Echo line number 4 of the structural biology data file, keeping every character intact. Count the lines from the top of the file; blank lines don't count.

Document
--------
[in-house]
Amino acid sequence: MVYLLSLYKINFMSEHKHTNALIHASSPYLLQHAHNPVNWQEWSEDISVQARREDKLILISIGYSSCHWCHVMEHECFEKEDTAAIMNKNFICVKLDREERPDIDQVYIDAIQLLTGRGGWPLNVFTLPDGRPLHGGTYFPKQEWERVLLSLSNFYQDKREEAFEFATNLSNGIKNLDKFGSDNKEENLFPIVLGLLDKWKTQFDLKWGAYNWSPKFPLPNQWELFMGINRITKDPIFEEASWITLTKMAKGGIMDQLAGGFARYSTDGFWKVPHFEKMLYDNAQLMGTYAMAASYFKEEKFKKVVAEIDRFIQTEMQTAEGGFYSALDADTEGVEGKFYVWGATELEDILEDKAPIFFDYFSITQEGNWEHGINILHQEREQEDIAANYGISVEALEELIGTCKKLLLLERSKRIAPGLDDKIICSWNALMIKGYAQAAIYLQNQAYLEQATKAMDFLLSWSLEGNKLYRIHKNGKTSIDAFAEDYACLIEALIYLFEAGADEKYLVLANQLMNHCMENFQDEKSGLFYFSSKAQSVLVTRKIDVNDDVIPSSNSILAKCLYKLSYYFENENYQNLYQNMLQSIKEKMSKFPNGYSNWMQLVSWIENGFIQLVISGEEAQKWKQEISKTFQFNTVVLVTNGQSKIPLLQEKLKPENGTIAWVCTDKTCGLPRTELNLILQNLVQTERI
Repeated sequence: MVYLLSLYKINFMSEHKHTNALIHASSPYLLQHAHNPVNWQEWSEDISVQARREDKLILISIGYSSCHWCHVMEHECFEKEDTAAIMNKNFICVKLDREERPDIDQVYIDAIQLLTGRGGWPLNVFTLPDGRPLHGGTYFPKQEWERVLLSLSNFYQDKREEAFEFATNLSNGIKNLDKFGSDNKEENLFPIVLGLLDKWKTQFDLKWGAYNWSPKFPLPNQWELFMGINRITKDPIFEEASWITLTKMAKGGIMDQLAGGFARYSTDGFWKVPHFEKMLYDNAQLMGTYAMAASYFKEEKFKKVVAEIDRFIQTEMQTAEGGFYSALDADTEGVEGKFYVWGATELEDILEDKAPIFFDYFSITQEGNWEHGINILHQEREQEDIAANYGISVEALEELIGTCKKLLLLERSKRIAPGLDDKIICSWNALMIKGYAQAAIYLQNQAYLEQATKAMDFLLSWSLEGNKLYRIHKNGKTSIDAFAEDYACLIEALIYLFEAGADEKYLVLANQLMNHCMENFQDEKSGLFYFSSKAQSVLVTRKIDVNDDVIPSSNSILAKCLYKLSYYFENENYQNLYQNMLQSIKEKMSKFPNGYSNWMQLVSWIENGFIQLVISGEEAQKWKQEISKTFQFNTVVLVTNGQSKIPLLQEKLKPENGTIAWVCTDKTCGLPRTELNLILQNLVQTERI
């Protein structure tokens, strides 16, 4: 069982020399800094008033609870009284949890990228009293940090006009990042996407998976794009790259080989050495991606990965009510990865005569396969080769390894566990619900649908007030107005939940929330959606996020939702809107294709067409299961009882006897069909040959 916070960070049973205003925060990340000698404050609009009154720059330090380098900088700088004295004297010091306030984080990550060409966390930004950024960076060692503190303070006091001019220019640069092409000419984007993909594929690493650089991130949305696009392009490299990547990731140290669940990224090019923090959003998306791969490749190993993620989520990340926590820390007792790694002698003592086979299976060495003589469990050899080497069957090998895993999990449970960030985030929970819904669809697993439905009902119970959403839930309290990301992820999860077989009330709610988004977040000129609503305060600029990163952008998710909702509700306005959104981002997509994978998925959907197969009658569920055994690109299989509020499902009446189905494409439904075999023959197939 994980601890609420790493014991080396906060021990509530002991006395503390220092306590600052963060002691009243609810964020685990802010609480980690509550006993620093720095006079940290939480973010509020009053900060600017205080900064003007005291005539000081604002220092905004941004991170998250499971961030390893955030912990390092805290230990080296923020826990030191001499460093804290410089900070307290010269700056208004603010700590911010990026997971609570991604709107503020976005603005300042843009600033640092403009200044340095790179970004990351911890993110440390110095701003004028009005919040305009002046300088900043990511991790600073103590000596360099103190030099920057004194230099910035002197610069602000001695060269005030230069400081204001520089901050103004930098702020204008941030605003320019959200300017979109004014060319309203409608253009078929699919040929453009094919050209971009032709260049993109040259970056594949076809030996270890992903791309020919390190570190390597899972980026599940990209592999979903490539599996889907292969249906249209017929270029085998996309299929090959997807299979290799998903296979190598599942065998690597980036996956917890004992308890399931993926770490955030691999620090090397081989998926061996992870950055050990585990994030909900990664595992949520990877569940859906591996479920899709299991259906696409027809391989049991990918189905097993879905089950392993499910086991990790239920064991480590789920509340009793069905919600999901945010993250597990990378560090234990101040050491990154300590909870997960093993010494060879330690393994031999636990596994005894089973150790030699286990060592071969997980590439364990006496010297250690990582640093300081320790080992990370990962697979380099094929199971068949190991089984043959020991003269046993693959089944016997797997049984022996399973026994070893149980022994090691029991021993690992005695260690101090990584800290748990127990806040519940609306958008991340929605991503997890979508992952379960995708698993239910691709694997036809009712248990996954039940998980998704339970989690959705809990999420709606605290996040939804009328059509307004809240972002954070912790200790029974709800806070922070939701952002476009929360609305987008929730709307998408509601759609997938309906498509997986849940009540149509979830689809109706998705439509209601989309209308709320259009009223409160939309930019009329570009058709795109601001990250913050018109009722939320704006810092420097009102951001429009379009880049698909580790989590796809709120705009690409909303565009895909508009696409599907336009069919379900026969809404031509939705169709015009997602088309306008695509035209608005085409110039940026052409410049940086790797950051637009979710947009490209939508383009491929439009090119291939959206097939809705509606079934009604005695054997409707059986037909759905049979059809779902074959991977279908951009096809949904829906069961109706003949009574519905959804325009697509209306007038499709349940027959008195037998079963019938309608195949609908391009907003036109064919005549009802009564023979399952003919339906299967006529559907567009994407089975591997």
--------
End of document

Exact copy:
């Protein structure tokens, strides 16, 4: 069982020399800094008033609870009284949890990228009293940090006009990042996407998976794009790259080989050495991606990965009510990865005569396969080769390894566990619900649908007030107005939940929330959606996020939702809107294709067409299961009882006897069909040959 916070960070049973205003925060990340000698404050609009009154720059330090380098900088700088004295004297010091306030984080990550060409966390930004950024960076060692503190303070006091001019220019640069092409000419984007993909594929690493650089991130949305696009392009490299990547990731140290669940990224090019923090959003998306791969490749190993993620989520990340926590820390007792790694002698003592086979299976060495003589469990050899080497069957090998895993999990449970960030985030929970819904669809697993439905009902119970959403839930309290990301992820999860077989009330709610988004977040000129609503305060600029990163952008998710909702509700306005959104981002997509994978998925959907197969009658569920055994690109299989509020499902009446189905494409439904075999023959197939 994980601890609420790493014991080396906060021990509530002991006395503390220092306590600052963060002691009243609810964020685990802010609480980690509550006993620093720095006079940290939480973010509020009053900060600017205080900064003007005291005539000081604002220092905004941004991170998250499971961030390893955030912990390092805290230990080296923020826990030191001499460093804290410089900070307290010269700056208004603010700590911010990026997971609570991604709107503020976005603005300042843009600033640092403009200044340095790179970004990351911890993110440390110095701003004028009005919040305009002046300088900043990511991790600073103590000596360099103190030099920057004194230099910035002197610069602000001695060269005030230069400081204001520089901050103004930098702020204008941030605003320019959200300017979109004014060319309203409608253009078929699919040929453009094919050209971009032709260049993109040259970056594949076809030996270890992903791309020919390190570190390597899972980026599940990209592999979903490539599996889907292969249906249209017929270029085998996309299929090959997807299979290799998903296979190598599942065998690597980036996956917890004992308890399931993926770490955030691999620090090397081989998926061996992870950055050990585990994030909900990664595992949520990877569940859906591996479920899709299991259906696409027809391989049991990918189905097993879905089950392993499910086991990790239920064991480590789920509340009793069905919600999901945010993250597990990378560090234990101040050491990154300590909870997960093993010494060879330690393994031999636990596994005894089973150790030699286990060592071969997980590439364990006496010297250690990582640093300081320790080992990370990962697979380099094929199971068949190991089984043959020991003269046993693959089944016997797997049984022996399973026994070893149980022994090691029991021993690992005695260690101090990584800290748990127990806040519940609306958008991340929605991503997890979508992952379960995708698993239910691709694997036809009712248990996954039940998980998704339970989690959705809990999420709606605290996040939804009328059509307004809240972002954070912790200790029974709800806070922070939701952002476009929360609305987008929730709307998408509601759609997938309906498509997986849940009540149509979830689809109706998705439509209601989309209308709320259009009223409160939309930019009329570009058709795109601001990250913050018109009722939320704006810092420097009102951001429009379009880049698909580790989590796809709120705009690409909303565009895909508009696409599907336009069919379900026969809404031509939705169709015009997602088309306008695509035209608005085409110039940026052409410049940086790797950051637009979710947009490209939508383009491929439009090119291939959206097939809705509606079934009604005695054997409707059986037909759905049979059809779902074959991977279908951009096809949904829906069961109706003949009574519905959804325009697509209306007038499709349940027959008195037998079963019938309608195949609908391009907003036109064919005549009802009564023979399952003919339906299967006529559907567009994407089975591997």